Larry Bush’s exordium, where he says that “Judaism contains the seed of a countercultural world view,” and that “it is a view that values community, that sees rugged individualism as an illusion, that sees economics in a socialistic mode, that sees masculinity being about mentshlikhkayt and strength of character rather than macho, that sees poverty as a collective problem, that sees global unity as a goal,” is almost a perfect distillation of what I criticized. Let’s say all this can be found in Judaism. In the first place, it’s buried so deeply that centuries of Jewish life failed to find any of it, and it’s only when a certain generation with certain progressive ideas gleaned from secular society sought to take those ideas back to the religion that they saw the light of day. And secondly, even if these ideas were truly there, so what? Why not a simply human view that values community, that sees economics in a socialistic mode, etc. in fact, Larry movingly restates the socialist ideal, so let’s stick with that and leave God out of the equation. In fact, the danger of locating all these things within a specifically Jewish context can be found in Blog-Shmog in the post, “Anti-Semitism and the New Jim Crow,” in which the author, Rabbi Jonathan Kligler, explains why this is a Jewish issue. He expounds on the problem’s connections to Jewish history, taking us back to Egypt and the pharaoh. But to have to do so is almost cause for shame. Racism is a Jewish issue not because of a mythic past, but because it’s an issue that all of us as Americans should be exercised about. To have to explain to a synagogue group why it relates specifically to us is, again, a retreat to selfish particularism.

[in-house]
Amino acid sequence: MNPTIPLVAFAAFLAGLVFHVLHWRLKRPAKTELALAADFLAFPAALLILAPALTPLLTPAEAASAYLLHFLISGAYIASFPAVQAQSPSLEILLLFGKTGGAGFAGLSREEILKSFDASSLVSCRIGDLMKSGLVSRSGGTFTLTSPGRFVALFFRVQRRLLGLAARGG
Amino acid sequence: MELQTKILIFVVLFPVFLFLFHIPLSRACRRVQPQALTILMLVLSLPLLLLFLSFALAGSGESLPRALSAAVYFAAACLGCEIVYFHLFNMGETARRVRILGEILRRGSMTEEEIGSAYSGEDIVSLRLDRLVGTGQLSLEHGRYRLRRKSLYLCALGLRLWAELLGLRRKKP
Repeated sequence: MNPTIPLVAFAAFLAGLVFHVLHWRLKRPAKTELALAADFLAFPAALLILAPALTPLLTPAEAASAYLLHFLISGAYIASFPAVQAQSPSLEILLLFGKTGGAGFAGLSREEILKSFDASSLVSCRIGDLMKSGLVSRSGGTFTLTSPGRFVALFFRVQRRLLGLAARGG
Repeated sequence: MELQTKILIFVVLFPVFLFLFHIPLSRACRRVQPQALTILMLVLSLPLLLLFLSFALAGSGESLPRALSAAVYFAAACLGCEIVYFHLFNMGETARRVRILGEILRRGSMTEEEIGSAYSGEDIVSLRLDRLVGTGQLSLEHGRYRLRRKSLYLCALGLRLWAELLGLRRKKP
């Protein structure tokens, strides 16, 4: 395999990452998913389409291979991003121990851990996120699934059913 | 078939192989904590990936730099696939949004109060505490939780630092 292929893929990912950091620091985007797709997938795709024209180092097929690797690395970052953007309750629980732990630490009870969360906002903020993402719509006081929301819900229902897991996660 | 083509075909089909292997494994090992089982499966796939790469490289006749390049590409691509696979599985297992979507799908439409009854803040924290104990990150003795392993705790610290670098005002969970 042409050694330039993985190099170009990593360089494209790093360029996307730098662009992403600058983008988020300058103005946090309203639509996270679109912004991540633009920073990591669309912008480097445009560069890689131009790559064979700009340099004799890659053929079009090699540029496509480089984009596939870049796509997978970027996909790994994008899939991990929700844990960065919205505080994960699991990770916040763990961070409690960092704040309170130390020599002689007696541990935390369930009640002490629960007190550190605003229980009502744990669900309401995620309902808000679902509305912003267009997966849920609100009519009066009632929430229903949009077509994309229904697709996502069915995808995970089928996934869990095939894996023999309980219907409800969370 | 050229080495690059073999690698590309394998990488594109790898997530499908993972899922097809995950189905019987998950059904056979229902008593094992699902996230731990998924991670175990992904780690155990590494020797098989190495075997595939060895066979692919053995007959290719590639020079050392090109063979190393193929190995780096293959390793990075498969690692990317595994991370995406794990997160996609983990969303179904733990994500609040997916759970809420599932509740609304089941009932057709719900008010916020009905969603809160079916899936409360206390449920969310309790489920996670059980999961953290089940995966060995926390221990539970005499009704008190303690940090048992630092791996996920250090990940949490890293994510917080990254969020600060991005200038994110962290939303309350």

Interestingly, just a day after my posting the great magician and moral philosopher Penn Jillette addressed many of the same issues I did, minus the specifically Jewish trappings, in the New York Times online edition of January 22, 2012.